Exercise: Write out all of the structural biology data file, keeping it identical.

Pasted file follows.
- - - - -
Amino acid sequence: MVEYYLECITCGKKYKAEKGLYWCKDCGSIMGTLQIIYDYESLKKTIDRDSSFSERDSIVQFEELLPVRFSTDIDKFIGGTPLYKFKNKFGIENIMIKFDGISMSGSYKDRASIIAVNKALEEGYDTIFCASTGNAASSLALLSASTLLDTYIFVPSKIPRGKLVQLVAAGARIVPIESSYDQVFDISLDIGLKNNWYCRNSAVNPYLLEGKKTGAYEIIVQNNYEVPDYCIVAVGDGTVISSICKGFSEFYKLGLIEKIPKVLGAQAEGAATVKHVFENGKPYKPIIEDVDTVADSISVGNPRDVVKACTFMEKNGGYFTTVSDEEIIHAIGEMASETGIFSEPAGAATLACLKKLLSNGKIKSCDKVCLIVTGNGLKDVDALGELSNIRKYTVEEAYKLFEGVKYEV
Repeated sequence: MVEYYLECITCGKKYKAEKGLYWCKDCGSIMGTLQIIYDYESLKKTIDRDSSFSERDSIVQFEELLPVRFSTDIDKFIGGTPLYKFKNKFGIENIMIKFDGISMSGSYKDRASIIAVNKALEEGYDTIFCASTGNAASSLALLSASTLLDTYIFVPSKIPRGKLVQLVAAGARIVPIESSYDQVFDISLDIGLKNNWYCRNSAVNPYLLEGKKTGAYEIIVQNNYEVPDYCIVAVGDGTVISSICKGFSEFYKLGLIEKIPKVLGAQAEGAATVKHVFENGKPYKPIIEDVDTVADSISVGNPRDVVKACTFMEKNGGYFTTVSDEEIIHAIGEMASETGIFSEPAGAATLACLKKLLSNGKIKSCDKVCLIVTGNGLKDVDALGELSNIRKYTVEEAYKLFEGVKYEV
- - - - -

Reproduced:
Amino acid sequence: MVEYYLECITCGKKYKAEKGLYWCKDCGSIMGTLQIIYDYESLKKTIDRDSSFSERDSIVQFEELLPVRFSTDIDKFIGGTPLYKFKNKFGIENIMIKFDGISMSGSYKDRASIIAVNKALEEGYDTIFCASTGNAASSLALLSASTLLDTYIFVPSKIPRGKLVQLVAAGARIVPIESSYDQVFDISLDIGLKNNWYCRNSAVNPYLLEGKKTGAYEIIVQNNYEVPDYCIVAVGDGTVISSICKGFSEFYKLGLIEKIPKVLGAQAEGAATVKHVFENGKPYKPIIEDVDTVADSISVGNPRDVVKACTFMEKNGGYFTTVSDEEIIHAIGEMASETGIFSEPAGAATLACLKKLLSNGKIKSCDKVCLIVTGNGLKDVDALGELSNIRKYTVEEAYKLFEGVKYEV
Repeated sequence: MVEYYLECITCGKKYKAEKGLYWCKDCGSIMGTLQIIYDYESLKKTIDRDSSFSERDSIVQFEELLPVRFSTDIDKFIGGTPLYKFKNKFGIENIMIKFDGISMSGSYKDRASIIAVNKALEEGYDTIFCASTGNAASSLALLSASTLLDTYIFVPSKIPRGKLVQLVAAGARIVPIESSYDQVFDISLDIGLKNNWYCRNSAVNPYLLEGKKTGAYEIIVQNNYEVPDYCIVAVGDGTVISSICKGFSEFYKLGLIEKIPKVLGAQAEGAATVKHVFENGKPYKPIIEDVDTVADSISVGNPRDVVKACTFMEKNGGYFTTVSDEEIIHAIGEMASETGIFSEPAGAATLACLKKLLSNGKIKSCDKVCLIVTGNGLKDVDALGELSNIRKYTVEEAYKLFEGVKYEV